Orange Tree Theatre
Where: Outer London
5 September 2004 WOS Rating: Reader Reviews: View and add to our user reviews Harley Granville Barker is credited with being the father of our National Theatre. He almost invented (for good or for ill) the idea of the `modern' theatre director. He was, in every sense of the word, a progressive, and , his first play, written at the turn of the 20th century but set at the end of the 18th turns out to be an extraordinarily `modern' and elliptical piece. If it had come from the pen of one our own `young turks', a The Marrying of Ann Leete Robert Holman or Charlotte Jones, say, we might consider they were pushing the boat out a bit, stylistically.
Consider then Granville Barker writing this in 1902, a play that has the temerity to posit the downright radical, feminist idea of the personal as political. He doesn't, naturally, go quite so far as to suggest the entire overturn of the status quo. But Ann Leete, his heroine, does go against her class, refuses to be fobbed off with the aristocrat her political father designs for her and ends up with the gardener, albeit, in the final scene promising John Abud, her new hubbie, to be dutiful in all the old ways.
It may be traditional but what has gone before is anything but. A play of three moods - upper class political intrigue, middle-class satire, and final coda of Rousseau-esque `back to nature' simplicity - it's also very much a play for today. `We're over-civilised' says Sarah, Ann's worldly-wise sister at one point and though the political deviousness and lumpen rural bourgeoisie may be cast from a1799 England, you can't help drawing contemporary parallels from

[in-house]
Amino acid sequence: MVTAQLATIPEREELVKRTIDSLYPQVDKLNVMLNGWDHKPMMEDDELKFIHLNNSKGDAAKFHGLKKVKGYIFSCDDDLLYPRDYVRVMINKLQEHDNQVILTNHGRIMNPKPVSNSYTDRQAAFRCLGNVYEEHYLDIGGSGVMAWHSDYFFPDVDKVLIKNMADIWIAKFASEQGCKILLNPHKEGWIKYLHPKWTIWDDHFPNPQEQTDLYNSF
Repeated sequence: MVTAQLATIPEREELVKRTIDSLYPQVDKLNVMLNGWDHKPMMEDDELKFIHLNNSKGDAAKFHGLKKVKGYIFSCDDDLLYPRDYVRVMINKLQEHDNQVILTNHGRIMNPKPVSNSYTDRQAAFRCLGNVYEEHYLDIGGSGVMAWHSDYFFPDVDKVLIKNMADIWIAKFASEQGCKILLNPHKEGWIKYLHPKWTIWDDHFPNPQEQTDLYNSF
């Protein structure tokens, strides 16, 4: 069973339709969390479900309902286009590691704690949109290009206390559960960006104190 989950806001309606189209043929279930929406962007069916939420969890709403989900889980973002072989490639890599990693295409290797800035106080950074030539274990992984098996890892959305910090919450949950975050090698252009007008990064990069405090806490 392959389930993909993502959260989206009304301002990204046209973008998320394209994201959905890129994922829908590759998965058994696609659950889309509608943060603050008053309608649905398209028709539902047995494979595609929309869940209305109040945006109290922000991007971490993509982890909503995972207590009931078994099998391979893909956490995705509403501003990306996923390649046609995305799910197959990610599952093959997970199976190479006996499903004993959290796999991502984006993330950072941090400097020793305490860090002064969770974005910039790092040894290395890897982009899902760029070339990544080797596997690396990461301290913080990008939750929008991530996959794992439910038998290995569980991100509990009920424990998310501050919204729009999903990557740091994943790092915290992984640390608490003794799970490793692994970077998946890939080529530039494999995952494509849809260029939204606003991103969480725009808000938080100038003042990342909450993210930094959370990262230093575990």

Sam Walters' strangely compelling production.
As always, there's a no frills honesty about his approach and an integrity that quietens criticism even when, in the stilted first half hour, we're literally and theatrically in the dark. In a huge cast (for such a modestly resourced theatre), every segment is integral to the whole whether five-minute bit parts -
Vilma Hollingbery as the ancient, over-painted, practically expiring Lady Leete - or Octavia Walters (Sam's daughter) as the bluntly innocent, finally rebelling Ann. Miranda Foster is outstanding as Sarah, Lady Cottesham and there's excellent work from David Leonard as the louche brothers Carp (Lord John and Lord Arthur) and Richard Howard in the thankless, quizzical role of Carnaby Leete, patriarch, politician and master wheeler-dealer. Fascinating.
- Carole Woddis
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